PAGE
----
Arizona Cardinals: Who is on a Hot Streak or a Cold Streak After Week 1?

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Sep 8, 2014; Glendale, AZ, USA; Arizona Cardinals wide receiver Larry Fitzgerald (11) against the San Diego Chargers at University of Phoenix Stadium. Mandatory Credit: Mark J. Rebilas-USA TODAY Sports

Cold Streak: Larry Fitzgerald (1)

Larry Fitzgerald had one catch and was not targeted until the final quarter. Yes, those words are as strange to type as they are to read.  Even more unusual, on some occasions that had three receiver formations, he wasn’t even on the field. There are two reasons for this.

The first is that he was a little behind in practice. reported that Fitzgerald had been limited for a couple of weeks prior due to a minor knee issue. Arians didn’t want Fitzgerald in on plays he wasn’t practiced for. That’s a totally legitimate reason to have him on the field a little less than everyone is used to.

The second reason is more systemic: Fitzgerald no longer needs to be the one to stuff the stat sheet. Michael Floyd, John Brown, and Andre Ellington are there for that purpose. Fitzgerald’s value may be shrinking statistically, but his role has evolved to fit the new personnel on the roster. He draws the attention of defenses because he has a reputation of making plays, leaving other players with more room to work.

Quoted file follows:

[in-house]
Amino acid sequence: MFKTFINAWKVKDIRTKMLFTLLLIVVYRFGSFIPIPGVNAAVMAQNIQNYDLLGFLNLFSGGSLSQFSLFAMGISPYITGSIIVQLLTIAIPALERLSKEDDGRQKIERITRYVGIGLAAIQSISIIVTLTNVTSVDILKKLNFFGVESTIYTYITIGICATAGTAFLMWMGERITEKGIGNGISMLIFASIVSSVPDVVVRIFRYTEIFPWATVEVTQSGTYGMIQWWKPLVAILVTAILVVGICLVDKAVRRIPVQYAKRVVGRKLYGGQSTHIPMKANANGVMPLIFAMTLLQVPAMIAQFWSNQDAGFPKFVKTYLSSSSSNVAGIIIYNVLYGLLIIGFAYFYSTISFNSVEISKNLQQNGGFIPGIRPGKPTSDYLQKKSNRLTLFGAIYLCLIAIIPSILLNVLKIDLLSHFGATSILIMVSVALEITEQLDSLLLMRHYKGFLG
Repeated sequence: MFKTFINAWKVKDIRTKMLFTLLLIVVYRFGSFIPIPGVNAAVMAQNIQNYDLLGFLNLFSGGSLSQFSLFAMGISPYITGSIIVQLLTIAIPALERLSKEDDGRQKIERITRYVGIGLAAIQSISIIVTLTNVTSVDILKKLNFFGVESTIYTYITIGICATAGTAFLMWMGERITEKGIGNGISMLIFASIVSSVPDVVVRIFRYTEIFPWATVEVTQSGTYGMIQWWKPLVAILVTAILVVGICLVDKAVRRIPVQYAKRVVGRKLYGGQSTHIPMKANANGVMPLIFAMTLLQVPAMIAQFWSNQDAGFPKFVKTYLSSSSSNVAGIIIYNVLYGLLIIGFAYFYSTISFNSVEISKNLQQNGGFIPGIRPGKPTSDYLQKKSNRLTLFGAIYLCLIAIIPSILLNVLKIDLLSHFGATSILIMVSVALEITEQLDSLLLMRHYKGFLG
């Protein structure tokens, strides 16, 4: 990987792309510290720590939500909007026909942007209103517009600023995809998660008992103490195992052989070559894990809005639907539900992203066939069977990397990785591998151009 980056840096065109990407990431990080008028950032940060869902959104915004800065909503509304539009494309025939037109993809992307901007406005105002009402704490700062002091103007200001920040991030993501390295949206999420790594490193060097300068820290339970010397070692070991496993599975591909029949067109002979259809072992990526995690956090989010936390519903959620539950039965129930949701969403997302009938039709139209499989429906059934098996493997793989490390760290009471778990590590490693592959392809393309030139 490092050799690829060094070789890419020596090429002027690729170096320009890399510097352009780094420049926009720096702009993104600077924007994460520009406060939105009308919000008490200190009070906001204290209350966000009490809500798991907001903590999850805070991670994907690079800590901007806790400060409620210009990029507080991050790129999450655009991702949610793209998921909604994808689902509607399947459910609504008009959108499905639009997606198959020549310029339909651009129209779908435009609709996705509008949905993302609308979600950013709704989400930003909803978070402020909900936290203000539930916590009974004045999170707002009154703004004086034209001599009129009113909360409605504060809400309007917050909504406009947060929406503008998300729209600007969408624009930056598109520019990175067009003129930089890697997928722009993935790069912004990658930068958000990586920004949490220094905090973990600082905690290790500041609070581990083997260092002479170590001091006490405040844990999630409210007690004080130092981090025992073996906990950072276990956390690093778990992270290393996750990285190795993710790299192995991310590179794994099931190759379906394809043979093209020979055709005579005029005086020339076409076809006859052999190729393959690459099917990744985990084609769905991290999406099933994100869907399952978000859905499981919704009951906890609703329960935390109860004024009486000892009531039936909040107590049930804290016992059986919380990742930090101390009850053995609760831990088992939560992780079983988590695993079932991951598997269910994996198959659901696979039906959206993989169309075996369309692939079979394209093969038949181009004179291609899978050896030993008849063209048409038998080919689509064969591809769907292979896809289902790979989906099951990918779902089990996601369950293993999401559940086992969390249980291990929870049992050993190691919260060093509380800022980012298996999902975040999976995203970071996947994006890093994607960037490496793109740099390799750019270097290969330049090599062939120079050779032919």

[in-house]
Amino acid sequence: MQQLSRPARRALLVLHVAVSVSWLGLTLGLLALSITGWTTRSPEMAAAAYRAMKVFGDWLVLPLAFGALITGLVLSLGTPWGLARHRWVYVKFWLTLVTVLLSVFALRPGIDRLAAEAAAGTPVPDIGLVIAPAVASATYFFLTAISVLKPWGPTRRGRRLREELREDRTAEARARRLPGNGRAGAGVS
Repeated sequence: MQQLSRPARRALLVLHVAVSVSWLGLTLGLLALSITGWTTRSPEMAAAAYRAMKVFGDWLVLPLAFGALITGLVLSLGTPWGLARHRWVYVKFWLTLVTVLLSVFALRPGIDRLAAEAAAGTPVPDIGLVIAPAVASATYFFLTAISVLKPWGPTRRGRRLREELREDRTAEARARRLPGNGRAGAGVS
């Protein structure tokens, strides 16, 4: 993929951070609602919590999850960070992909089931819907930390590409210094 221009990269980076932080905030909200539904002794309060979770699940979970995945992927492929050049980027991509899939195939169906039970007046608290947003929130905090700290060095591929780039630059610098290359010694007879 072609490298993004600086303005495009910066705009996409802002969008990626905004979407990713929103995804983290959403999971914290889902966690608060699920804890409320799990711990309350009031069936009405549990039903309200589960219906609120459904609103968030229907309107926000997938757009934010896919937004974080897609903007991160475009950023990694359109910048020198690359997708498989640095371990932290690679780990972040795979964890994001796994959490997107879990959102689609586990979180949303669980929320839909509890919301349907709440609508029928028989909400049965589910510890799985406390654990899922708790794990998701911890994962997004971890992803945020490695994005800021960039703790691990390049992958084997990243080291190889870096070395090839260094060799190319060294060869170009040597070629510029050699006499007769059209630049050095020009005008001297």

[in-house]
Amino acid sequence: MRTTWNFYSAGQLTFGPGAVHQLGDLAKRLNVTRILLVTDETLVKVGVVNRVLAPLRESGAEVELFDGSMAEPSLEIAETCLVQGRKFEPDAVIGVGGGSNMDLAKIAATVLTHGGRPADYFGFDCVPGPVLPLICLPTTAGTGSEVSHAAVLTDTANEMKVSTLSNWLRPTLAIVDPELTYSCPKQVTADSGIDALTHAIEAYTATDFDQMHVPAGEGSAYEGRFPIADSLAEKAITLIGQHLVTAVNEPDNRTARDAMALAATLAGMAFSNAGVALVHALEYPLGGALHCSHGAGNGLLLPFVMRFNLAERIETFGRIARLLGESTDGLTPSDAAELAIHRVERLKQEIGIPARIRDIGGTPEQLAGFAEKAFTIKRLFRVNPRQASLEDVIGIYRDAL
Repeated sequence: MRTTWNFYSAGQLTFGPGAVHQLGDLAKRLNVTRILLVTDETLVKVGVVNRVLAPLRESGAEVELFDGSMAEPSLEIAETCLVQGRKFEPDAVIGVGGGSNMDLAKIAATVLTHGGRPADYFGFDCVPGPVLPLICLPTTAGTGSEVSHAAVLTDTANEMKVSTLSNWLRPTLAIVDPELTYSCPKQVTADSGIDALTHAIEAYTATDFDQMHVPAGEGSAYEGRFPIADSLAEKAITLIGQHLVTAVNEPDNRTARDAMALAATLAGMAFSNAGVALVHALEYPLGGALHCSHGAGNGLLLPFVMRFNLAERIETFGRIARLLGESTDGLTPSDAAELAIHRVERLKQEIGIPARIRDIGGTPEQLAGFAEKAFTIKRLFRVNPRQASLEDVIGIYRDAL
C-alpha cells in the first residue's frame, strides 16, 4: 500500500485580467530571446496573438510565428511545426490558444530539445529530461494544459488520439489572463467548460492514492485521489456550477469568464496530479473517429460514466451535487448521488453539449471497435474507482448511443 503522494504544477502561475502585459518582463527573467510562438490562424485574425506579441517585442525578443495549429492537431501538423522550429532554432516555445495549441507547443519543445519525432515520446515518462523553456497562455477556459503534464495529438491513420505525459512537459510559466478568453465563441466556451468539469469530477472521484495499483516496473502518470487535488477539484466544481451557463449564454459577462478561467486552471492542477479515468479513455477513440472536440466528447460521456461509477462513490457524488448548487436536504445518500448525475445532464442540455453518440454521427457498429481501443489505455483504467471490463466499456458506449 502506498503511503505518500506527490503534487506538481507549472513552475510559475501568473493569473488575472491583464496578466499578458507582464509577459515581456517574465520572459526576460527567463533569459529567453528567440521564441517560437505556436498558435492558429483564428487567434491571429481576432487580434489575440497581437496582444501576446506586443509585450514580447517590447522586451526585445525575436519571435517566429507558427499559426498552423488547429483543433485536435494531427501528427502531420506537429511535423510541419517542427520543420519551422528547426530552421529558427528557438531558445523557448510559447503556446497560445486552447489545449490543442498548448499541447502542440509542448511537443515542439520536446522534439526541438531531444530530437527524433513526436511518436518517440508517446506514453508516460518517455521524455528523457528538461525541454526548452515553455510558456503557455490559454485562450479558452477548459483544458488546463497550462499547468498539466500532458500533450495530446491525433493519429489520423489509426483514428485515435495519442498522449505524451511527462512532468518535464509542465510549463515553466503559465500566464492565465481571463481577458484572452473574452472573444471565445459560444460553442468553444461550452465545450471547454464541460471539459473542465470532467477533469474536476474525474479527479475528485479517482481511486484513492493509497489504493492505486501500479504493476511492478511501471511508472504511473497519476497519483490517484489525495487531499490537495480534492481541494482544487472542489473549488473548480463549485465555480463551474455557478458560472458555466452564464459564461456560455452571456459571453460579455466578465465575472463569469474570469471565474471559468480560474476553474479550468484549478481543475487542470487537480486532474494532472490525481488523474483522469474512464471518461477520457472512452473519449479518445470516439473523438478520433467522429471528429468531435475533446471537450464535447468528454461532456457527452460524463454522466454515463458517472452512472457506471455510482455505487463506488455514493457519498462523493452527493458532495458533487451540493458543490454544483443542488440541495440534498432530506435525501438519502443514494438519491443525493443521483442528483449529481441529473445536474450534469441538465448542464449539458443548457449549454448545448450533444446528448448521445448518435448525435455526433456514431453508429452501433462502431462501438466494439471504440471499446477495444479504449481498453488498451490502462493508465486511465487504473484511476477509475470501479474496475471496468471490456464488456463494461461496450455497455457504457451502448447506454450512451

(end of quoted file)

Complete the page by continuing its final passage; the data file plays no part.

Of course, Fitzgerald can come up with catches no matter what coverage is put on him. With a greater degree of talent around him, however, it’s no longer necessary to force feed Fitzgerald and take a 50-50 shot on whether he will make an epic catch or the ball will be intercepted. He draws off defenses which opens up lanes for other players, a role that can be just as valuable, though admittedly less fun, than being the go-to guy.

I don’t blame Larry Fitzgerald at all for the unusually quiet game he had. It’s just a new system now, one that doesn’t demand so much of him. Monday night was an extreme example of that, and Fitzgerald will likely have better games going forward.